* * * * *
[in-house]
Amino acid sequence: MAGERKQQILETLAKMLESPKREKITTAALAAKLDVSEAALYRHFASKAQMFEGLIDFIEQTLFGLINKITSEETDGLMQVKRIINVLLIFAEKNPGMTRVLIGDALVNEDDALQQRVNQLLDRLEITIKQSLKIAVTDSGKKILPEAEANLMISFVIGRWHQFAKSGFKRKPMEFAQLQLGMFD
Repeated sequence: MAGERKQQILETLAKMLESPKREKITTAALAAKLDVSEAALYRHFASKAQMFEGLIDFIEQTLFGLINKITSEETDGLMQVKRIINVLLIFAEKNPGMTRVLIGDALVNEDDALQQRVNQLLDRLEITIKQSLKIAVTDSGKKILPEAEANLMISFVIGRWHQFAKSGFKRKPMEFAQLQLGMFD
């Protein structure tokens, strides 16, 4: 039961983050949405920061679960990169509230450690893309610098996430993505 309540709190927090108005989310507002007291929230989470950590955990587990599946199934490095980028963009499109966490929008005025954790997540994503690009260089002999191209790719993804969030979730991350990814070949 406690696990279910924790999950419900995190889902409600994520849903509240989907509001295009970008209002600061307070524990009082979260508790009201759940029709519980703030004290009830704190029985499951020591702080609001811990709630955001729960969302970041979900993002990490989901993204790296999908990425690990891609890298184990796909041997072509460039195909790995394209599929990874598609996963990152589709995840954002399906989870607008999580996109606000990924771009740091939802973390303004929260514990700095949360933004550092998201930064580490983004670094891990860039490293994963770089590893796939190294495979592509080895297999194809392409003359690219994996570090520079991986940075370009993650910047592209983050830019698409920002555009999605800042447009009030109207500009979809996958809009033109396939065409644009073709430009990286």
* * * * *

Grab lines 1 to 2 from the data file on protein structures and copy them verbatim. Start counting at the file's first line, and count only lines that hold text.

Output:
[in-house]
Amino acid sequence: MAGERKQQILETLAKMLESPKREKITTAALAAKLDVSEAALYRHFASKAQMFEGLIDFIEQTLFGLINKITSEETDGLMQVKRIINVLLIFAEKNPGMTRVLIGDALVNEDDALQQRVNQLLDRLEITIKQSLKIAVTDSGKKILPEAEANLMISFVIGRWHQFAKSGFKRKPMEFAQLQLGMFD